Stories about: hypoplastic left heart syndrome

Experience Journal: Jake is charting new waters with HLHS

Jake Pickles was born with hypoplastic left heart syndrome (HLHS), a serious congenital heart defect that causes parts of the left heart to be underdeveloped. As an infant and toddler, Jake had three open-heart surgeries to repair his heart.

Now 22, Jake is one of the oldest patients to survive with HLHS. This makes his prognosis uncertain. At some point in the future, he may need a heart transplant or more procedures. But Jake and his close-knit family try not to dwell on this uncertainty. Instead, they live with gratitude and hope.

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Experience Journal: A bereaved mother’s lessons from the heart

Jessica with EthanJessica Lindberg’s son Ethan was a brave heart warrior whose journey at Boston Children’s Hospital began before he was even born. At 20 weeks, they learned he had aortic stenosis and evolving hypoplastic left heart syndrome (HLHS). At 22 weeks Ethan was the 30th baby to have an in-utero procedure to open his aortic valve and relieve pressure in the left side of his heart.

By the time Ethan was 2, he’d had four open-heart surgeries. He was also having feeding problems, developmental delays, and was struggling with executive functioning and spatial tasks. Like many other parents of children with congenital heart defects (CHD), Jessica wanted Ethan to thrive as well as survive — to make sure he had the skills to eat, walk, grow and socialize.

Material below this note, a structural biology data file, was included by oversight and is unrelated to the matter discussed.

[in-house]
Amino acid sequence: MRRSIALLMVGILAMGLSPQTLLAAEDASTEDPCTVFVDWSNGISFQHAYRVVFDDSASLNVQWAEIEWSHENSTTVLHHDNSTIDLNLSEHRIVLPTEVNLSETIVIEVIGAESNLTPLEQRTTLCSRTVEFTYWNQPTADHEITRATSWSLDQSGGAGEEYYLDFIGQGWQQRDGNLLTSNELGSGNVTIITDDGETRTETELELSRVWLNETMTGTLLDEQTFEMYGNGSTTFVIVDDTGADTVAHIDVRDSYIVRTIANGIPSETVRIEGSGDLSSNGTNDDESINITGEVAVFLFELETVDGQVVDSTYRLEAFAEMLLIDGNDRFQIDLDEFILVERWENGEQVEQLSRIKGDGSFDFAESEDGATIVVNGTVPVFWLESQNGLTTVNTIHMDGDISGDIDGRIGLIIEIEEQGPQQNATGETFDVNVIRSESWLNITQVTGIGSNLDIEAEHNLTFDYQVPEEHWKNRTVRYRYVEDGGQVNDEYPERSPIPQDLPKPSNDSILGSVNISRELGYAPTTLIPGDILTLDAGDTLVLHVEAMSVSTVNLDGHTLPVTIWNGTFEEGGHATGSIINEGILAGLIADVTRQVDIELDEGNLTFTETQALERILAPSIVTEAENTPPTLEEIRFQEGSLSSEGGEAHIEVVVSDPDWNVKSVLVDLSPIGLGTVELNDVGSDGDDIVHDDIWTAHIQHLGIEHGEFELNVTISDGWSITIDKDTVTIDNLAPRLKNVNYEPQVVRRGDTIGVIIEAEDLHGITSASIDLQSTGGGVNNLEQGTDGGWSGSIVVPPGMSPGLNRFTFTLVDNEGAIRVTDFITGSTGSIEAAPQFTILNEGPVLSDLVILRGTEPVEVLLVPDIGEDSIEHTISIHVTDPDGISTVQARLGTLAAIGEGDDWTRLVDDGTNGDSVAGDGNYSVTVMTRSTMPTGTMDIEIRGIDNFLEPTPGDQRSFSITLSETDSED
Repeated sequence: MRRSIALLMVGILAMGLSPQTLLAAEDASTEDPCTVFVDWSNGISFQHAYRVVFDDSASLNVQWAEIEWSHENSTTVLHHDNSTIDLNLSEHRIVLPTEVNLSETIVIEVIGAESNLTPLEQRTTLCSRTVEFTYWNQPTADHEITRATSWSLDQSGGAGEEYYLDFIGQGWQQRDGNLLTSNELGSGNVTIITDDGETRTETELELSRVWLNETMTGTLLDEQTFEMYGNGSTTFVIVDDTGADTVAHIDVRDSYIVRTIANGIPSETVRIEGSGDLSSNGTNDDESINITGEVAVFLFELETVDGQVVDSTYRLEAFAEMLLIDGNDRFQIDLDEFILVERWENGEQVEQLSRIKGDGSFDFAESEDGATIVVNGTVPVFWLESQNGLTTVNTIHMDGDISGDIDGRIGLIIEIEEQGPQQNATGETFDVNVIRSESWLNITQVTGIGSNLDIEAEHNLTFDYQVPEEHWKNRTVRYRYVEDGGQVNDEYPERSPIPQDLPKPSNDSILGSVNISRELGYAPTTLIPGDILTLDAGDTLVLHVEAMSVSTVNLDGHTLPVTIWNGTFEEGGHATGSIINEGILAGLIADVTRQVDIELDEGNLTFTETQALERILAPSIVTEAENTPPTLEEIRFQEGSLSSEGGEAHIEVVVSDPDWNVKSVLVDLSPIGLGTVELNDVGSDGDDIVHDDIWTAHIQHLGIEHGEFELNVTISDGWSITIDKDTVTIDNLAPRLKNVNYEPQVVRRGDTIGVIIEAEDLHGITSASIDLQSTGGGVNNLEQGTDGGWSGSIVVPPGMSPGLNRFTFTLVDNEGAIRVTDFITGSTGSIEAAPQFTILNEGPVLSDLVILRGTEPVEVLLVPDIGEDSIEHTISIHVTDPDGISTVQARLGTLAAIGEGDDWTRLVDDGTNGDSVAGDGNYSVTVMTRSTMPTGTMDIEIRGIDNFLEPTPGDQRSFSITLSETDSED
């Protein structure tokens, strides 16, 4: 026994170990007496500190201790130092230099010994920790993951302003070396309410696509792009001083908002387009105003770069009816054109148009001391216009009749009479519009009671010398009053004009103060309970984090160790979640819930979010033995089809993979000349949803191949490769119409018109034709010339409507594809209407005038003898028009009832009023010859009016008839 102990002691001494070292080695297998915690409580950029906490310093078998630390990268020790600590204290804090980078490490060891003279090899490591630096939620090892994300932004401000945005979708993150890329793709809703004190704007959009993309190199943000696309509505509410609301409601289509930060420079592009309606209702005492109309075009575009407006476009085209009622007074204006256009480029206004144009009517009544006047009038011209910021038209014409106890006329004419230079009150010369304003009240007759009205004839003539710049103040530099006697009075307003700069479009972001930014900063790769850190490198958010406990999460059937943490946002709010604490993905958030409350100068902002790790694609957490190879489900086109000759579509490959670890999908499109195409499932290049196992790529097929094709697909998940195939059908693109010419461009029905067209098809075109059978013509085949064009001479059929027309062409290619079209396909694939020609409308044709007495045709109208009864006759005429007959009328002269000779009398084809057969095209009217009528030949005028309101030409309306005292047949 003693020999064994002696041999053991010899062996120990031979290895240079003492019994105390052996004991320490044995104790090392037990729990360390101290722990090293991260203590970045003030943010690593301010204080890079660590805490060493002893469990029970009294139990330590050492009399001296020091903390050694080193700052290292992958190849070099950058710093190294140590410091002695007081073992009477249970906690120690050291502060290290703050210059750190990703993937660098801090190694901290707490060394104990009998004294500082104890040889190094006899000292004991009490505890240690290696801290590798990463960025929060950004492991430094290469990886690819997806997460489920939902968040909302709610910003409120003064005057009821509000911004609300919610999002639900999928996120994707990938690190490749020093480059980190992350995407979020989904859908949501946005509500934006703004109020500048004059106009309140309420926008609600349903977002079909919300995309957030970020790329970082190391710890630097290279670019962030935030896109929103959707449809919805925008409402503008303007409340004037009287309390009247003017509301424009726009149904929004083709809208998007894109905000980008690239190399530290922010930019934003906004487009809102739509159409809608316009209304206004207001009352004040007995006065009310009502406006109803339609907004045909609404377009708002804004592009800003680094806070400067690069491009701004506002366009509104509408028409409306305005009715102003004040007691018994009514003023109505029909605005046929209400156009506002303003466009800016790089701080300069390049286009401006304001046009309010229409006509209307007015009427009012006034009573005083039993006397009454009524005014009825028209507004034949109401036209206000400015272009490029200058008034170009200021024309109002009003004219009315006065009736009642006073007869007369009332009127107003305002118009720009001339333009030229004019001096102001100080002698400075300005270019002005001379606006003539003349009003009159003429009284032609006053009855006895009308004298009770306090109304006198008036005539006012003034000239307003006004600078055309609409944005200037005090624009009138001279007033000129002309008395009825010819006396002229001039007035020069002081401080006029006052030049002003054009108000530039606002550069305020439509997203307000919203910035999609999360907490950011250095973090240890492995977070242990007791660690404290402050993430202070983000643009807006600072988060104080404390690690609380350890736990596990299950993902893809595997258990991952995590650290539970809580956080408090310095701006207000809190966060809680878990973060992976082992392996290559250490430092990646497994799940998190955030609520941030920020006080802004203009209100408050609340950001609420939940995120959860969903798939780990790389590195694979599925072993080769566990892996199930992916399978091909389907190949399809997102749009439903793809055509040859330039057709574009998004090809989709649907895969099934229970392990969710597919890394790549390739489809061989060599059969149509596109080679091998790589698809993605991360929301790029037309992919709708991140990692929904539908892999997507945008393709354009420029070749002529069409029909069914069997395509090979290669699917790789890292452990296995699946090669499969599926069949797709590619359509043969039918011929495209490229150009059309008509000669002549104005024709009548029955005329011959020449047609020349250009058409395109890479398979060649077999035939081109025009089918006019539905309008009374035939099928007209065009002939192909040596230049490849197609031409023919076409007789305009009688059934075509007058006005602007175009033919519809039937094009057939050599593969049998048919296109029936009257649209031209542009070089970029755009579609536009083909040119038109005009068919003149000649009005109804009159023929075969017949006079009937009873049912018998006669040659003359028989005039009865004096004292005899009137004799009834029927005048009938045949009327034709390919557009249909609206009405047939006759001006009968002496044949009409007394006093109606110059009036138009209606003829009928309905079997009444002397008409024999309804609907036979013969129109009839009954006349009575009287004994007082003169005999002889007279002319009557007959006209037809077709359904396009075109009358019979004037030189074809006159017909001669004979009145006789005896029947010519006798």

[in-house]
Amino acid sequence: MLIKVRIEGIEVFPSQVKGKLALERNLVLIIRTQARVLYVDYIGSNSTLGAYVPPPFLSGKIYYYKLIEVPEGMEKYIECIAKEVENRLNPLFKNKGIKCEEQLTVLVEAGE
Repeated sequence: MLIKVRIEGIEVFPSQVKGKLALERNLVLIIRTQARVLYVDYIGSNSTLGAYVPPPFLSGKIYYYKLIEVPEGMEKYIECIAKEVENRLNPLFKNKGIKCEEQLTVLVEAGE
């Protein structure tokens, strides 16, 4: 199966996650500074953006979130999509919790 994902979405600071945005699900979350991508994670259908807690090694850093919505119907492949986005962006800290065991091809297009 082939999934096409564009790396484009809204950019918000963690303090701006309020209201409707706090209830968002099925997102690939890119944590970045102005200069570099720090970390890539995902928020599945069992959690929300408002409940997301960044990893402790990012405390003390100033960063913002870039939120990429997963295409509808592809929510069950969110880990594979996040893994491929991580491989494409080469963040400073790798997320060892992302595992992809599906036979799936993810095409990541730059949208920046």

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Finn’s heart: A journey into the unknown

Finn travels from South Carolina to Boston Children's Hospital for HLHS treatment.

Three-year-old Finn stands in front of the full-length mirror in his parents’ room, with his shirt off. “Mommy, look how cool!” he shouts, placing his finger along the long scar running down the middle of his chest. “That’s where I had my heart surgeries!”

“That’s right, buddy,” Jenna replies, surprised because they’d never talked about his scars. “We always tell him he has a special heart. We don’t ever want him to feel different.”

Finn runs off to play.

It makes Jenna smile and sometimes cry to see her son so happy and full of life. Now 5 years old, Finn has had three open-heart surgeries to treat multiple complex congenital heart defects, and his journey is not over. “We are so thankful to Boston Children’s Hospital for giving our child life,” says Jenna. “Each day is a blessing.”

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Looking back and ahead: The heart that made history

Jack makes history with fetal cardiac intervention

In the early morning of Sept. 11, 2001, Jennifer Miller was preparing to make history. She lay in pre-op, ready for the Boston Children’s Hospital Fetal Cardiology team to perform the world’s first fetal cardiac intervention on her unborn son.

Two weeks earlier, at her 18-week screening ultrasound, Jennifer and her husband Henry were told their son would be born with hypoplastic left heart syndrome (HLHS), a life-threatening heart defect where the left ventricle is small and underdeveloped. If born with HLHS, their son would immediately undergo multiple open-heart surgeries to repair his heart and, later, may need a heart transplant.

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